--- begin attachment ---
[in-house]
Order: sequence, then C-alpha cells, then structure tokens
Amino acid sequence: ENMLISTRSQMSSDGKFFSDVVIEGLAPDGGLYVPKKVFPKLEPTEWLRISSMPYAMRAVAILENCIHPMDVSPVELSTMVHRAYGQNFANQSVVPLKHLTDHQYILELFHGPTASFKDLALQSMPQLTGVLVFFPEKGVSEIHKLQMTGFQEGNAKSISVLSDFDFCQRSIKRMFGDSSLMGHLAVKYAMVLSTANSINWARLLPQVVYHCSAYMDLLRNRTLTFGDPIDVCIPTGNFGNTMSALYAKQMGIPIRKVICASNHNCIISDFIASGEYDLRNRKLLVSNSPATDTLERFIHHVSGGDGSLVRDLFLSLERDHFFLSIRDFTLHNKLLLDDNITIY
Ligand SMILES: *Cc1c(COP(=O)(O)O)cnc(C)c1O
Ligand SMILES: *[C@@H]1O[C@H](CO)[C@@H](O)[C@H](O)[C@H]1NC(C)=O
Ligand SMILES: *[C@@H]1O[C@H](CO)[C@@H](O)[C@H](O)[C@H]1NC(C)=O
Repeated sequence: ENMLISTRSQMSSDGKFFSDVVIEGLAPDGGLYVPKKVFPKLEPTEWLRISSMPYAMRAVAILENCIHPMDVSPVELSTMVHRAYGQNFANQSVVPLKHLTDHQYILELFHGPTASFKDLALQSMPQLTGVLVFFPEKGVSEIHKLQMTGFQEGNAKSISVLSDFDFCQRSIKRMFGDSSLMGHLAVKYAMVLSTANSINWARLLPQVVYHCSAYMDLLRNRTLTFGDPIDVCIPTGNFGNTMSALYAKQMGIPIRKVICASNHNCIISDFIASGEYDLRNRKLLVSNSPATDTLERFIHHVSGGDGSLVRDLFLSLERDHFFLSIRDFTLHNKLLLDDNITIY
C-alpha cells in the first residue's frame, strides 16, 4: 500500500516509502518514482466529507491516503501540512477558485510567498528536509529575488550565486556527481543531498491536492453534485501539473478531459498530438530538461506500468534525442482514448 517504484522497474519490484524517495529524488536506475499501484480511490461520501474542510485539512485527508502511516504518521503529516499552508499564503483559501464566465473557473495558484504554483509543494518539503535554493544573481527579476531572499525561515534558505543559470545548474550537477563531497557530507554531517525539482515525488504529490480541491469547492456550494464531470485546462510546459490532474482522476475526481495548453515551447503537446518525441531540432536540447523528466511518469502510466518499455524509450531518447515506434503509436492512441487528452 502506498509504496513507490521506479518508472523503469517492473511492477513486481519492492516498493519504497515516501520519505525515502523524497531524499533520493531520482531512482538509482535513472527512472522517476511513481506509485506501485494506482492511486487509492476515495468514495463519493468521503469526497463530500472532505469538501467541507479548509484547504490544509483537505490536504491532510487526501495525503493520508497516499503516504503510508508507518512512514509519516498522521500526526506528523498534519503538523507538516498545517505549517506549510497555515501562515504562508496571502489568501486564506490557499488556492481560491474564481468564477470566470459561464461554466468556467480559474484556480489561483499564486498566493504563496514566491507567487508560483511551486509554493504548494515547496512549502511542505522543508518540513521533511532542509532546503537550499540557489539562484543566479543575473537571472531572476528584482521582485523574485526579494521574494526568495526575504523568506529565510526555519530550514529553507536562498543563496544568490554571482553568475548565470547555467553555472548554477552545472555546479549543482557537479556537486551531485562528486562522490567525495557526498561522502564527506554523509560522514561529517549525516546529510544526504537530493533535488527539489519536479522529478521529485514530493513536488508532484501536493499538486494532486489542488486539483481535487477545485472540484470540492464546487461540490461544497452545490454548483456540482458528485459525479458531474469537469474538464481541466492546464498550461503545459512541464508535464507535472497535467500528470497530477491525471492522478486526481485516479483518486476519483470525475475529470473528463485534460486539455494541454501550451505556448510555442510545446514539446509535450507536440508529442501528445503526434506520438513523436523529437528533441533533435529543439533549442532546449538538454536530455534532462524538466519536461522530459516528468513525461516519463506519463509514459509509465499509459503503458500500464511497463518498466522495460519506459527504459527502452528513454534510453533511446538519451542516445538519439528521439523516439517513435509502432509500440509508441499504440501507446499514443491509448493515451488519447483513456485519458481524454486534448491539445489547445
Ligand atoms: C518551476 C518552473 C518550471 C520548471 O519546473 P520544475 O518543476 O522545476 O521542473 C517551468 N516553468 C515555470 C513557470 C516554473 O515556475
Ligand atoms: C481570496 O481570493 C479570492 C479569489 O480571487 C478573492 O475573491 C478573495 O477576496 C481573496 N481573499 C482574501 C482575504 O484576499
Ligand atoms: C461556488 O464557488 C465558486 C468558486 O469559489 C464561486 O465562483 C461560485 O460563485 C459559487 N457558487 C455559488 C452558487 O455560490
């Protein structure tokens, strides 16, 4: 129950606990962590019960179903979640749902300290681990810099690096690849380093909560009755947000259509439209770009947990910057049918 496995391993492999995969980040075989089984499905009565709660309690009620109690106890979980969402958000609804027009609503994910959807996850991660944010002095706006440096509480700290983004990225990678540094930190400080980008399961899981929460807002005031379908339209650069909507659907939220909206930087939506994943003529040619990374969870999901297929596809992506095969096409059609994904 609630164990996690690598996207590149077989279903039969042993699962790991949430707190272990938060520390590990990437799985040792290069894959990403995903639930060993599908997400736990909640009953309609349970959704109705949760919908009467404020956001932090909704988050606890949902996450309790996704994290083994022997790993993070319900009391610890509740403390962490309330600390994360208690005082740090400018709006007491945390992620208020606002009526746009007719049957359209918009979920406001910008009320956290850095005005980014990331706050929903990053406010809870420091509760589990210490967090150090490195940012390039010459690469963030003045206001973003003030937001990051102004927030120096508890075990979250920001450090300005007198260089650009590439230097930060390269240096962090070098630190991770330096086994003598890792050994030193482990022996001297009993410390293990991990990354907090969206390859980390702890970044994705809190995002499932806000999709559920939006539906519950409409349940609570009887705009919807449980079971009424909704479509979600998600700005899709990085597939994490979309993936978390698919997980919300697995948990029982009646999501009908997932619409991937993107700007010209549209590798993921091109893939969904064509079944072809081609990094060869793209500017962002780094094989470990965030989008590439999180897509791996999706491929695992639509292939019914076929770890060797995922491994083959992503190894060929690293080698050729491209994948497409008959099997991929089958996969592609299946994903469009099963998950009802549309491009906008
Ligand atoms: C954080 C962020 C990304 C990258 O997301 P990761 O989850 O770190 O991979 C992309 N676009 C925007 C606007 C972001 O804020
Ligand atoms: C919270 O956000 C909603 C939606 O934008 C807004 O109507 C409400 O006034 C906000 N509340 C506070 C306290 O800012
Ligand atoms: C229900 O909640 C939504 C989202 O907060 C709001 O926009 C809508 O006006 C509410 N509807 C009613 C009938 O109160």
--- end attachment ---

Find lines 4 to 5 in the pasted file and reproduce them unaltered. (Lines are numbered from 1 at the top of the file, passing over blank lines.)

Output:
Ligand SMILES: *Cc1c(COP(=O)(O)O)cnc(C)c1O
Ligand SMILES: *[C@@H]1O[C@H](CO)[C@@H](O)[C@H](O)[C@H]1NC(C)=O